Also on the outsourcing horizon: risk reporting and performance attribution. “As service providers continue to invest in their technology capabilities to offer more sophisticated analytics and enhanced reporting, fund managers will want to outsource those functions as well,” predicts Alshefski.
With the exception of custodian/prime broker selection and management, and expense management, every middle office function was under consideration to be outsourced. Some functions are already handled externally to a large degree, but this latest wave of outsourcing will mean that virtually every aspect of middle-office operations will be outsourced by more than 50 percent of firms, according to SEI’s study.
An additional factor that may accelerate the outsourcing of the middle office is the scheduled introduction of a two-day settlement cycle in the US in September 2017. Asset management firms will need to change operating processes and workflows to reduce settlement time from the current three-day cycle. Many asset managers are facing the fact that their existing systems and staffing levels are not going to meet the challenge. In modifying post-trade processes, they are finding that some outsourcing will be critical.
What isn’t being outsourced? Client reporting is the biggest category. Institutional fund managers could decide to outsource this process, but not alternative fund managers who want to pay closer attention to customized reports for far fewer investors. Likewise, processing of swaps contracts and collateral management will likely be kept in house. Fund managers that want more than just the basic mechanics of margin calculations and calls will need to confirm that their administrators and custodians can handle collateral optimization and transformation. Not all are geared up for this work.
Although third-party service providers do offer a modular approach to outsourcing — pick which functions you want — most fund managers can’t afford to rely on a best of breed approach. “In a choice among multiple providers, using a single holistic regulatory ERM driven solution for as many services as possible will end up being far less costly and more operationally efficient,” says Kaminsky. “The fund manager won’t need to address additional reconciliation and oversight costs.”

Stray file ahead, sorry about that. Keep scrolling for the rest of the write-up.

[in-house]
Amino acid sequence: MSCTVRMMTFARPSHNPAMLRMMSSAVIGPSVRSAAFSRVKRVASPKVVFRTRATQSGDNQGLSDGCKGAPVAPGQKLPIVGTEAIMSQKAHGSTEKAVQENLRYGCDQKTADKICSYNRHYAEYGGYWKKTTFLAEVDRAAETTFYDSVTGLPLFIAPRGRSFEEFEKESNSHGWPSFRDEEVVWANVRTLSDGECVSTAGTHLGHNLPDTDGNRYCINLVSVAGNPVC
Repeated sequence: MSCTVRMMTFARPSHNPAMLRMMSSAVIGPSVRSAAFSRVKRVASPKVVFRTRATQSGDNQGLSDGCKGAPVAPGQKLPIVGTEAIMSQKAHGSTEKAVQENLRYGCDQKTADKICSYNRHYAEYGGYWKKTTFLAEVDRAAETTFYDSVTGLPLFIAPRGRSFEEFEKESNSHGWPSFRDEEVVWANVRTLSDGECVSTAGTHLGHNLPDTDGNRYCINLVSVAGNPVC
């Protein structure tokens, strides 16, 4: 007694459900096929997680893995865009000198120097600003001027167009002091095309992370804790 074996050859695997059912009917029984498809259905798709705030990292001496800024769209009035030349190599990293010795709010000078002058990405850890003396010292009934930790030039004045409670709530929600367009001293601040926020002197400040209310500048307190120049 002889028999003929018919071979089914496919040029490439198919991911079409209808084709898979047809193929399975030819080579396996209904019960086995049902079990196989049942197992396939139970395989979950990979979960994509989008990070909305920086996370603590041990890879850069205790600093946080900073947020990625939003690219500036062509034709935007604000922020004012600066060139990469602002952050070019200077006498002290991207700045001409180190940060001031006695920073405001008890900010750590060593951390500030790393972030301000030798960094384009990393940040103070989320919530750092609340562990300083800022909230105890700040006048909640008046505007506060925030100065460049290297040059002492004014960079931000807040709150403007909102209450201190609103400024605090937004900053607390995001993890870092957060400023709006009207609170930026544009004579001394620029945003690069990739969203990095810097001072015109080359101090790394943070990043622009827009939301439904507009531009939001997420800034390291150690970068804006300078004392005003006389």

However, the provider selected must be able to handle not only current products, investment strategies and scale but future ones. The most common error made by fund managers is not thinking ahead. “The service provider needs to be with the fund manager for the long haul,” cautions Kaminsky. Switching providers can be time-consuming and operationally costly because of cleanup costs related to processing mistakes in the transitional period — which could take weeks or even months depending on the function involved and size of the book of business.
Yet another mistake: thinking that an outsourcing provider can provide a “signature-ready” answer for regulatory reporting. A third-party can provide a robust suite of services but someone within the fund management organization needs to own the project, explains Kaminsky. Ultimately, the fund manager is liable for any mistakes.
Once the outsourcing contract is signed and sealed, the hard work begins. “Oversight is critical in outsourcing arrangements,” says Michael DiScipio, an executive in the capital markets practice of global consultancy Accenture in Boston. “Asset managers are asking that key metrics be provided as part of a standard reporting package which will enable them to measure the effectiveness of the outsourced solution.”
The metrics include the timing of reports and services, the accuracy and consistency of data, and how well volume peaks were handled. Periodic meetings — typically quarterly — with the service provider may also be useful to discuss service level concerns, the status of the technology roadmap and the impact of pending or anticipated regulatory changes, according to DiScipio. Bottom line: the asset management firm should always keep tabs on the service provider.
Fund management operations executives who are worried about being displaced by outsourcing their functions, shouldn’t be. Outsourcing shouldn’t be viewed strictly as a way to cut headcount. Fund managers need multiple pairs of eyes watching the middle office to implement a system of checks and balances against errors and delays, suggests Alshefski. There is no such thing as too many cooks in the kitchen.